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The Black Plague Interesting New Findings

author avatar Dr. Eric Berg 08/31/2023

When you think of the bubonic plague, you likely think of rats, devastation, and a huge death toll in Europe. This infectious disease was the second pandemic in the world. It killed millions of people in the 14th century. But when we take a closer look at black plague interesting facts, we can see that there might be something to learn from this deadly time in history.

In this article, I will share with you some important findings on the Black Death. These findings help us see that nutrition and diet might have more power than you first think. We can take the lessons learned from this historic pandemic into the present day to protect ourselves against infection and stay as healthy as possible.

I will cover:

I will start by explaining what the black plague was, when it occurred, and what the history books say.

Word cloud of black death, black plague, Europe, pandemic, glowing light image.


What was the black plague?

The black plague was the second pandemic event to occur in history. A pandemic is a worldwide spread of disease.

The plague was a deadly bacterium that killed millions of people between 1340 and the 1400s. It devastated whole countries in Europe and even Asia during the 14th century. It is also commonly known as the Black Death, the Great Plague, or the bubonic plague.

History books say that the Black Death was caused by a bacterium (Yersinia pestis) that infected fleas and was then spread around by rats. Those who were exposed to the bacteria and fell ill were at serious risk for death. It was a scary time for anyone living at the time. One you got infected; you could die within hours or days.

When we consider the Black Death, my question is this: what made it so that this bacterium could spread throughout the continent and kill that many people? What came before it, and what may have precipitated this kind of devastation?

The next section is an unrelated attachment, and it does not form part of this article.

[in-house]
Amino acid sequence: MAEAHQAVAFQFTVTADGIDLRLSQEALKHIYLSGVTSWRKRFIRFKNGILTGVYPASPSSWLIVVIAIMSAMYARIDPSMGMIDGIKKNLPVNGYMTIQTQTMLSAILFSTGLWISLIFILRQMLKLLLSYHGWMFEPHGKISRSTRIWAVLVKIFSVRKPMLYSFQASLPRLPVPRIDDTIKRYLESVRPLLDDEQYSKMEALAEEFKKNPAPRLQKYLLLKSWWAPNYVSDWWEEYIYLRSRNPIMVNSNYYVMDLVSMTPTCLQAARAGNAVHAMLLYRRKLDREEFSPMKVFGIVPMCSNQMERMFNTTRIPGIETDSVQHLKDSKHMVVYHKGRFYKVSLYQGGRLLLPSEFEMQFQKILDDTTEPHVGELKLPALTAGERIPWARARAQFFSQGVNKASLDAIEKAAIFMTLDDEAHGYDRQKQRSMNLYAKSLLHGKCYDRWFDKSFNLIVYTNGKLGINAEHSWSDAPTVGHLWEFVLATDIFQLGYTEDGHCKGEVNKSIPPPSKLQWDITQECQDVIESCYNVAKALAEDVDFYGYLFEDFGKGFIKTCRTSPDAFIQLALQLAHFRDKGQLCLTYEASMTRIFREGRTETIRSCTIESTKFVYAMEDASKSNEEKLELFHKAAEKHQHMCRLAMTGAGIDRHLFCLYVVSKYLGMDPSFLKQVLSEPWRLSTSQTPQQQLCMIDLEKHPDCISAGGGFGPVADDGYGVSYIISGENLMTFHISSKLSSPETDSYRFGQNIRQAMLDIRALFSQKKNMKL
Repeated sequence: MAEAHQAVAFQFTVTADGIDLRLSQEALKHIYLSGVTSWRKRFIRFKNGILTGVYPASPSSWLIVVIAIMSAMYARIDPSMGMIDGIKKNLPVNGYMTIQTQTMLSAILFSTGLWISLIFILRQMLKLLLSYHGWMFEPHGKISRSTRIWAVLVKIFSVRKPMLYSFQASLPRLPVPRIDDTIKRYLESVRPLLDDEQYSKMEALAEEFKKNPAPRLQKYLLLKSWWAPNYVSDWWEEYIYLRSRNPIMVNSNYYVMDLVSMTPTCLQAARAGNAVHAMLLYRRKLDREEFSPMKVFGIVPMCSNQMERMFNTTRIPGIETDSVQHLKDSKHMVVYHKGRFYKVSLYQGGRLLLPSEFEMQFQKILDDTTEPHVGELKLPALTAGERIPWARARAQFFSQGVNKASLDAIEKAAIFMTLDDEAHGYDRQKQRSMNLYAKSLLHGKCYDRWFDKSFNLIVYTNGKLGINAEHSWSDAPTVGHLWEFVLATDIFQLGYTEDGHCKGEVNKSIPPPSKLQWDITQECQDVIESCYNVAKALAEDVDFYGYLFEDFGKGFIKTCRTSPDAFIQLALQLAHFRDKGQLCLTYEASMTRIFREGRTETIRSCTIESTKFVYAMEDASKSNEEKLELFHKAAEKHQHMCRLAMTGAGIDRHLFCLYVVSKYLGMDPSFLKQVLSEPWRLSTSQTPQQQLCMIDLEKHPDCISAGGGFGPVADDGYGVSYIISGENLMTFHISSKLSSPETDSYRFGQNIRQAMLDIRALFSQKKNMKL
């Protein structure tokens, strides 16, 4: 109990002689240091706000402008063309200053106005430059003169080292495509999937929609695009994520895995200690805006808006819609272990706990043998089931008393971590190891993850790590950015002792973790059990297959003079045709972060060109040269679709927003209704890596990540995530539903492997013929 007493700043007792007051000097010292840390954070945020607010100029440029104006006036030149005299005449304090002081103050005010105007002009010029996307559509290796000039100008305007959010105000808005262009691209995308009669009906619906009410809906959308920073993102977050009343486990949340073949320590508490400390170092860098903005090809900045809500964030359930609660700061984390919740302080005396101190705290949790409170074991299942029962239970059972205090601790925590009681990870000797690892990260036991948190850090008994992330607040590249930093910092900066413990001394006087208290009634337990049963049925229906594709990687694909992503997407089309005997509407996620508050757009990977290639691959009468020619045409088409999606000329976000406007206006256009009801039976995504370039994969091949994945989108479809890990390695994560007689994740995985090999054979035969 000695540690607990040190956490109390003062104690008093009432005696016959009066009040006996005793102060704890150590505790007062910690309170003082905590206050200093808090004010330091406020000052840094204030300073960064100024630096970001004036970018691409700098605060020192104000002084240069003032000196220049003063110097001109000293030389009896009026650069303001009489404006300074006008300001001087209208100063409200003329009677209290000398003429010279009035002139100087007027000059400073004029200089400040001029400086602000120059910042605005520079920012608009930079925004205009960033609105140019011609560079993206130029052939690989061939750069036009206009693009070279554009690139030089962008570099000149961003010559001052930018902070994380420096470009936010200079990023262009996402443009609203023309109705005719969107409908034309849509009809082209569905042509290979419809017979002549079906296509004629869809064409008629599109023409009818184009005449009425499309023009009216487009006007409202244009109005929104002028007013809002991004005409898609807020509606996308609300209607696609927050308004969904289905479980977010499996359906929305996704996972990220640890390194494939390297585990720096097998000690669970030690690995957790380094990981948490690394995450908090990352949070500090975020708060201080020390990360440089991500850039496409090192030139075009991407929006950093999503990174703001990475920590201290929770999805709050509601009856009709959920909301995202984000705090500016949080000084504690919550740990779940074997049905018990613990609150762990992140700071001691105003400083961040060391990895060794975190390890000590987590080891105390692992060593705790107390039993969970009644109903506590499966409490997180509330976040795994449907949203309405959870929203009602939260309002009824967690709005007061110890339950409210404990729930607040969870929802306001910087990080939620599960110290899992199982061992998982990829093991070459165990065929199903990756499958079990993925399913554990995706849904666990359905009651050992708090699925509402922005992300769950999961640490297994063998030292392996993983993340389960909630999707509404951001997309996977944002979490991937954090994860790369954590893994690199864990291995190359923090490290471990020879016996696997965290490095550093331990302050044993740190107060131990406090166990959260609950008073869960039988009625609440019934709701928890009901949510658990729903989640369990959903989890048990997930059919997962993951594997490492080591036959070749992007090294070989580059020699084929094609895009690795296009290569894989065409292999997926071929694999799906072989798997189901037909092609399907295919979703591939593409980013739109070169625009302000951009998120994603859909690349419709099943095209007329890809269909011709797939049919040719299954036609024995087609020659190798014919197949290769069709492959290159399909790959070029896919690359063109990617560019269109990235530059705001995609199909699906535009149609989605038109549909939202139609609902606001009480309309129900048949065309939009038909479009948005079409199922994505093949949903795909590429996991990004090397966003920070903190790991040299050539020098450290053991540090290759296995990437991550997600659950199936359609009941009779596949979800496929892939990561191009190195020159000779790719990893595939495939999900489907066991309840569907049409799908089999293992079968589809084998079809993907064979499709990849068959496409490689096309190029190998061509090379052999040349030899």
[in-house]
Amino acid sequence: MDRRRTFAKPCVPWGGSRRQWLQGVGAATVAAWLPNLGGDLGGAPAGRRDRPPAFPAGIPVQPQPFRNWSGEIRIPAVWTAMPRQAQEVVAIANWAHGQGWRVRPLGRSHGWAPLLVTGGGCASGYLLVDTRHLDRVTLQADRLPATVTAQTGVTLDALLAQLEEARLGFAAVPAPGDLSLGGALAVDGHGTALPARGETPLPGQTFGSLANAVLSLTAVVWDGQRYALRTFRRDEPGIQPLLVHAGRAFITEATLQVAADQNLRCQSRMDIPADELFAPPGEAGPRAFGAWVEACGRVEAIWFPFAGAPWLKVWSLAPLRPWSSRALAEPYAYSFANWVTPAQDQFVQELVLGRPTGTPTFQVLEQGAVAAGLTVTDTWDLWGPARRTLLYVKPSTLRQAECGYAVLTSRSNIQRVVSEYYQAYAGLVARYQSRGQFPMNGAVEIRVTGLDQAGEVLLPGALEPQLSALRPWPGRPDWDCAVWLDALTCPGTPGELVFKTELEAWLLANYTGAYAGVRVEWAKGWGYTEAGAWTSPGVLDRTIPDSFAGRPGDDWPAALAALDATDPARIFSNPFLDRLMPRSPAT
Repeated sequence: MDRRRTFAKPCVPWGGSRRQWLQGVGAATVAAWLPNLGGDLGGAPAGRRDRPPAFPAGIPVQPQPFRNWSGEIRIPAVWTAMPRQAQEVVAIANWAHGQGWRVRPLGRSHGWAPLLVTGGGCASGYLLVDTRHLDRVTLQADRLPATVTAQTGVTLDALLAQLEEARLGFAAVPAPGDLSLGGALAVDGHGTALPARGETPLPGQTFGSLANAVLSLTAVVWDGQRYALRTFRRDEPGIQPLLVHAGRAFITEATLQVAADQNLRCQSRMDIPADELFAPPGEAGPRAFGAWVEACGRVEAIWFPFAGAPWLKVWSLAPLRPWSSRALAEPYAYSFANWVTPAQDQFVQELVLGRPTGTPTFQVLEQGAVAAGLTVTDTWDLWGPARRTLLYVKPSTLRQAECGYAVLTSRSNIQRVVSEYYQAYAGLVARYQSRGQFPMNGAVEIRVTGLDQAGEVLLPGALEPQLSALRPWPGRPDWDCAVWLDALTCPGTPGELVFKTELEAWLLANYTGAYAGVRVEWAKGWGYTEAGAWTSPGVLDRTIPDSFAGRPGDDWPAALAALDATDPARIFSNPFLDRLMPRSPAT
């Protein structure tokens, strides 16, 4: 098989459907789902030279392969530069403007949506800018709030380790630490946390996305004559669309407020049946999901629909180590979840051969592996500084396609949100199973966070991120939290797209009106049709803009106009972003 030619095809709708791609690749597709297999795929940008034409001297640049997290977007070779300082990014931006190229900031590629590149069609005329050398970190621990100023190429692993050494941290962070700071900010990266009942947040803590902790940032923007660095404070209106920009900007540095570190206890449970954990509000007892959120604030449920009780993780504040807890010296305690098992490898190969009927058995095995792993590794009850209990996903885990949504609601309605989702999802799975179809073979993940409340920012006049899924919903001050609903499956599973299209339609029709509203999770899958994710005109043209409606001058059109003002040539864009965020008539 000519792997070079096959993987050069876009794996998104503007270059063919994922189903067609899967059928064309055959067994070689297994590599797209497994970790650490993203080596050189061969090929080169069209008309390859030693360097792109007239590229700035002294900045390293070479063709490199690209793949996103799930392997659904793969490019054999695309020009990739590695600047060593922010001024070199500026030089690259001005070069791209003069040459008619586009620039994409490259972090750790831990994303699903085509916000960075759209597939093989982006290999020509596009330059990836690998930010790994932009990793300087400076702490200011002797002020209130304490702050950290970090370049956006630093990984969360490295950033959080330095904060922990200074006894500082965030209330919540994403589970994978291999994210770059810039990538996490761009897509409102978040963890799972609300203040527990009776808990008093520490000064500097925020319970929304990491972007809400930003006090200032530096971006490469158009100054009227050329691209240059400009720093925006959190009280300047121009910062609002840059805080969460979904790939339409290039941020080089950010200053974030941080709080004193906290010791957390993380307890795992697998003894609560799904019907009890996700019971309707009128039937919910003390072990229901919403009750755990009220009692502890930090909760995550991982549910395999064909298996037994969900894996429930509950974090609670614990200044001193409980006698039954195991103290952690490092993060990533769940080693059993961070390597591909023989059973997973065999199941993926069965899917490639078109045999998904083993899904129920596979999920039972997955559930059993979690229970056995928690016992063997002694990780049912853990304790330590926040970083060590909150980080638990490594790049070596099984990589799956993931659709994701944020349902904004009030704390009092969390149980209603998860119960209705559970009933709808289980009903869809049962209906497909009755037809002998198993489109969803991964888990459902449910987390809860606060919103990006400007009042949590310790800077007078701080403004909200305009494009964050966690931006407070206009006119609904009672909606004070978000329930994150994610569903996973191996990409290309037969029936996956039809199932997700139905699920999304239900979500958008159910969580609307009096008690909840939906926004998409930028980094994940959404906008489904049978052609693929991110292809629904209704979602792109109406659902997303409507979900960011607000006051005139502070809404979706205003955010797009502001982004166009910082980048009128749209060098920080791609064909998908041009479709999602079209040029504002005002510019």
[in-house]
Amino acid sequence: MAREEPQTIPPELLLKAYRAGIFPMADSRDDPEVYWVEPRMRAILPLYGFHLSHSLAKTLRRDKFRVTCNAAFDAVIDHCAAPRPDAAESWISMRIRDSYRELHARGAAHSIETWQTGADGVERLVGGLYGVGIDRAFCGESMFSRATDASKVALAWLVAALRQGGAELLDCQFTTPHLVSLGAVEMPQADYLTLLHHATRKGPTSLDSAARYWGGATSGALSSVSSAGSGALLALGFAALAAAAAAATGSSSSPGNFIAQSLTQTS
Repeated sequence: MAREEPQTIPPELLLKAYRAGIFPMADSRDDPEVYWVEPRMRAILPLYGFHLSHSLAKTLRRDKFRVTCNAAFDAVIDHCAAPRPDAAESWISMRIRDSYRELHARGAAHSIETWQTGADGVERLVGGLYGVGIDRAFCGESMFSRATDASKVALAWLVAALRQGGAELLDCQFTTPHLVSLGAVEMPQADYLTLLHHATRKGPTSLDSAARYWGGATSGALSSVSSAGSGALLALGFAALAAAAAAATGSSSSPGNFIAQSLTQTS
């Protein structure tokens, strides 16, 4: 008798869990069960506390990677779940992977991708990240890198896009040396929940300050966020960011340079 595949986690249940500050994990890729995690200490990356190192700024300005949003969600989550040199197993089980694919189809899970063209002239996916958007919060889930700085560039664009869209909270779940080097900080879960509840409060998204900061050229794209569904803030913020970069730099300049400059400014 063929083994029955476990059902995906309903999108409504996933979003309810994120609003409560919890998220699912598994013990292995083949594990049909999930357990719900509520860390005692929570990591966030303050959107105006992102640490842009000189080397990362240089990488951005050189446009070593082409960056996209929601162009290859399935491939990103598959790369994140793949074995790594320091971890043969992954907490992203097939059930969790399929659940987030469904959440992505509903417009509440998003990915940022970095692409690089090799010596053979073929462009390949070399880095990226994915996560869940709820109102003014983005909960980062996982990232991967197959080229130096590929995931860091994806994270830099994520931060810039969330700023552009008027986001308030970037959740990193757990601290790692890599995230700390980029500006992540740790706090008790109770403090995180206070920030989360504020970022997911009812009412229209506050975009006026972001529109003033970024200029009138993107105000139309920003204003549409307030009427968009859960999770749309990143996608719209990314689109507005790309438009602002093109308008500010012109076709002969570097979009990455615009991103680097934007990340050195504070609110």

Illustration of bubonic plague Yersinia pestis bacteria transmission from rats and fleas, pandemic.

How could a bacterium spread so wildly and cause so much death?

Was the Black Death simply a strong bacterial infection that spread through rats and took out huge parts of the European population? Or were there other factors at play that put people at higher risk for infection in the first place?

To answer these questions, we can look at some recent findings from bone evidence for answers.

These findings point to some interesting facts about the Black Death. And they may give you a new way to look at why the Black Death may have become one of the deadliest diseases in human history.

These facts point to the idea that it might not have been that the bacteria itself was so deadly, but the fact that people were undernourished and deficient in important immune-boosting nutrients.


Recent bone evidence showed 3 important findings

Recently, 25 skeletons of bubonic plaque victims were found in a London cemetery. The bones of the victims revealed three important findings. These included:

  1. The bones showed signs of rickets. Rickets is a sign of severe vitamin D deficiency.